Employee Ownership - A comparison of 'direct' and 'indirect' share ownership
This article considers the options for holding shares in an EO company and considers the pros and cons for both 'direct' and 'indirect' ownership.
Employee Owned companies have a variety of ownership structures as follows:
The final structure of an employee owned company may often depend on the aims and aspirations of the initial owners. Typical considerations for the owners include:
- Are they looking to sell the company for full market value?
- Are they willing to gift some or all of the company to an Employee Benefit Trust?
- Do they wish to be paid immediately?
- Are they willing to sell the company over a period of years?
- Should the managers/employees be incentivised through shares?
In this article, we consider some of the advantages and disadvantages of both direct and indirect share ownership.
Direct share ownership
As the name suggests, direct share ownership is when a business owner sells his or her shares in the company to the employees, who in turn hold the shares in their own names.
The main reason which is given for direct share ownership is that it is an effective way to ensure that an employee's interests are aligned with those of the business. If an employee buys shares in the employee owned company; he or she will benefit if the company succeeds.
There can be other reasons why direct share ownership occurs; for example:
- Management or other employees own shares before the succession to employee ownership and, for example, the Employee Benefit Trust cannot afford to buy out all those shares on day one.
- There is a need for retiring owners to retain some shares because the employees cannot afford to purchase their whole shareholding in one go.
- Capital is needed to bridge a purchase price gap and therefore employees are invited to buy shares through a tax efficient employee share incentive plan to make up the difference.
Indirect share ownership
Indirect share ownership involves a trust, set up by the company, to hold shares on the employees' behalf.
There are two types of trust used by employee owned companies: an Employee Benefit Trust (EBT) or an Employee Ownership Trust (EOT).
There are a range of reasons why indirect share ownership can be a valid option. For example:
- Employee motivation can be achieved through employee engagement and cash bonuses.
- EO companies that operate a direct share ownership policy can sometimes be burdened by the obligation to use reserves to buy shares from departing employees whereas indirectly owned businesses can re-invest profits in the business.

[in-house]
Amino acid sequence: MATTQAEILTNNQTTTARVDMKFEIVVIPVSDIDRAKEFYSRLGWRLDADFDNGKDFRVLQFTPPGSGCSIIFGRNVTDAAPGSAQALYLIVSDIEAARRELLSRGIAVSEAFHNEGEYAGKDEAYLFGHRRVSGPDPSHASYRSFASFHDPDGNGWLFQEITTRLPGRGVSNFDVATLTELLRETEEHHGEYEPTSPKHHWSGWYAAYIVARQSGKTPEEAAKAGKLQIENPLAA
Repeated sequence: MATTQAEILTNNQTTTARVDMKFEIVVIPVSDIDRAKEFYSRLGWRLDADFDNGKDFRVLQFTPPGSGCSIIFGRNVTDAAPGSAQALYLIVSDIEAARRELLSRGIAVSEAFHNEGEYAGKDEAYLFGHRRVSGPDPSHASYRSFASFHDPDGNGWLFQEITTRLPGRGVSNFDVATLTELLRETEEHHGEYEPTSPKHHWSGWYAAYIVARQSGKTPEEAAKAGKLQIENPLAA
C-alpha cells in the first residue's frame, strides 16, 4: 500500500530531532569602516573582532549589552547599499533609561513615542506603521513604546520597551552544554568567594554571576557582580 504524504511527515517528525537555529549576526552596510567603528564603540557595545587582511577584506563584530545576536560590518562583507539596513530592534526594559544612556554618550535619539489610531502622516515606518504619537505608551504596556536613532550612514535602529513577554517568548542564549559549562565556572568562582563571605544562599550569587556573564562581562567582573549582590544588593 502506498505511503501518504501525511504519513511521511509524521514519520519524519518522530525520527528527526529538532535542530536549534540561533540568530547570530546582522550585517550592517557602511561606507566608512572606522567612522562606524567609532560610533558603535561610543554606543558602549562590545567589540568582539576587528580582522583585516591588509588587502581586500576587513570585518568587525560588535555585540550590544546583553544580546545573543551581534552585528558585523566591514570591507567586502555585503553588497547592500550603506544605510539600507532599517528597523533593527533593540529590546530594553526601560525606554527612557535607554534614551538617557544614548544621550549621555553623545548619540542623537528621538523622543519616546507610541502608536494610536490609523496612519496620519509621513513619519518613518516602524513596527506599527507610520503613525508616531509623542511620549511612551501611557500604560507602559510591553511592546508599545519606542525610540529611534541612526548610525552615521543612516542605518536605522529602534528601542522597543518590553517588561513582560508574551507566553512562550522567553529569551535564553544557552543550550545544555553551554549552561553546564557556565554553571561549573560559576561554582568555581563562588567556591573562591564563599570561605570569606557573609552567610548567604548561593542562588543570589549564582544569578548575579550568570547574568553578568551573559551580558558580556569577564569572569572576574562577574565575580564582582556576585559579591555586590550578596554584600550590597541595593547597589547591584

- Buying shares in the business directly is motivating for employees when the business goes well but less so when the business is doing less well and the shares decline in value - the business pays no dividends and there is no market for the shares.
- Is there a greater danger of employees selling the business if they own it individually through share ownership than when the shares are held in an Employee Benefit Trust?
- There may be tax incentives for a seller of the business to an Employee Ownership Trust. If a business is 51% owned by an Employee Ownership Trust, the business can pay certain bonuses free of income tax.
Other things to consider
- If there is direct share ownership should it be as wide as possible amongst employees?
- Should there be a limit on the percentage of shares in the hands of employees in order to reduce problems arising from employees seeking to sell shares and finding no buyers among employees, the company or the EBT?
- Should employees purchase shares rather than be given them by the company?
- Should there be a limit on the percentage of shares held by any one individual?
- Is there an employee ownership investment fund which might invest in the EBT or in the company to provide long term support for employee ownership?
More information about Employee Ownership can be found here.
If you would like to discuss any aspect of this article further, please contact Malcolm Lynch on 0113 244 6100.
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The information in this article is necessarily of a general nature. Specific advice should be sought for specific situations. If you have any queries or need any legal advice please feel free to contact Wrigleys Solicitors